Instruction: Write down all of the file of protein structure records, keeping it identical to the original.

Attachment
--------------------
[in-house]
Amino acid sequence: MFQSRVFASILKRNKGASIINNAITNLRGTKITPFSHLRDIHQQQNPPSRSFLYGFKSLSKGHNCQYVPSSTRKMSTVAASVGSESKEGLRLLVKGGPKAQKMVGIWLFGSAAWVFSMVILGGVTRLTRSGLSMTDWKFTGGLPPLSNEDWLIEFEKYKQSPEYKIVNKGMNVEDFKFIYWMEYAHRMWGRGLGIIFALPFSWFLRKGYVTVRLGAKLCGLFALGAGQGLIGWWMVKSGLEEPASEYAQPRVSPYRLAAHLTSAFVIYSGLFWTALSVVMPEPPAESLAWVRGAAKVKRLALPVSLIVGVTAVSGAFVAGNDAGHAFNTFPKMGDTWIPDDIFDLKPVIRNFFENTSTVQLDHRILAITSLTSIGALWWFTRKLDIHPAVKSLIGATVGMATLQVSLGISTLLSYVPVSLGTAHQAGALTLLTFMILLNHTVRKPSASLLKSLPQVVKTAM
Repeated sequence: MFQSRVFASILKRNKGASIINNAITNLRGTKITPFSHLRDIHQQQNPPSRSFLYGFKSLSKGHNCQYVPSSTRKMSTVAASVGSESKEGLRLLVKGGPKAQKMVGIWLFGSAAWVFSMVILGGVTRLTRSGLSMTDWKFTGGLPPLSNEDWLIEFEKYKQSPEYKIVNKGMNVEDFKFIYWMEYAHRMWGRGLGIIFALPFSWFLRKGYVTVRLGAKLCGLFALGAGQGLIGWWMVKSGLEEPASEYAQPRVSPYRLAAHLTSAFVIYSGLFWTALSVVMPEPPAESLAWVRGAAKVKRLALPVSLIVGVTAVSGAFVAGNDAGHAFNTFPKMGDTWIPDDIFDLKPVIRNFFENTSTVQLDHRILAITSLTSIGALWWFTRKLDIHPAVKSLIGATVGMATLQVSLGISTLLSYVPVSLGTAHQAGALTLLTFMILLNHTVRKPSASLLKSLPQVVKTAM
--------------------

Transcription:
[in-house]
Amino acid sequence: MFQSRVFASILKRNKGASIINNAITNLRGTKITPFSHLRDIHQQQNPPSRSFLYGFKSLSKGHNCQYVPSSTRKMSTVAASVGSESKEGLRLLVKGGPKAQKMVGIWLFGSAAWVFSMVILGGVTRLTRSGLSMTDWKFTGGLPPLSNEDWLIEFEKYKQSPEYKIVNKGMNVEDFKFIYWMEYAHRMWGRGLGIIFALPFSWFLRKGYVTVRLGAKLCGLFALGAGQGLIGWWMVKSGLEEPASEYAQPRVSPYRLAAHLTSAFVIYSGLFWTALSVVMPEPPAESLAWVRGAAKVKRLALPVSLIVGVTAVSGAFVAGNDAGHAFNTFPKMGDTWIPDDIFDLKPVIRNFFENTSTVQLDHRILAITSLTSIGALWWFTRKLDIHPAVKSLIGATVGMATLQVSLGISTLLSYVPVSLGTAHQAGALTLLTFMILLNHTVRKPSASLLKSLPQVVKTAM
Repeated sequence: MFQSRVFASILKRNKGASIINNAITNLRGTKITPFSHLRDIHQQQNPPSRSFLYGFKSLSKGHNCQYVPSSTRKMSTVAASVGSESKEGLRLLVKGGPKAQKMVGIWLFGSAAWVFSMVILGGVTRLTRSGLSMTDWKFTGGLPPLSNEDWLIEFEKYKQSPEYKIVNKGMNVEDFKFIYWMEYAHRMWGRGLGIIFALPFSWFLRKGYVTVRLGAKLCGLFALGAGQGLIGWWMVKSGLEEPASEYAQPRVSPYRLAAHLTSAFVIYSGLFWTALSVVMPEPPAESLAWVRGAAKVKRLALPVSLIVGVTAVSGAFVAGNDAGHAFNTFPKMGDTWIPDDIFDLKPVIRNFFENTSTVQLDHRILAITSLTSIGALWWFTRKLDIHPAVKSLIGATVGMATLQVSLGISTLLSYVPVSLGTAHQAGALTLLTFMILLNHTVRKPSASLLKSLPQVVKTAM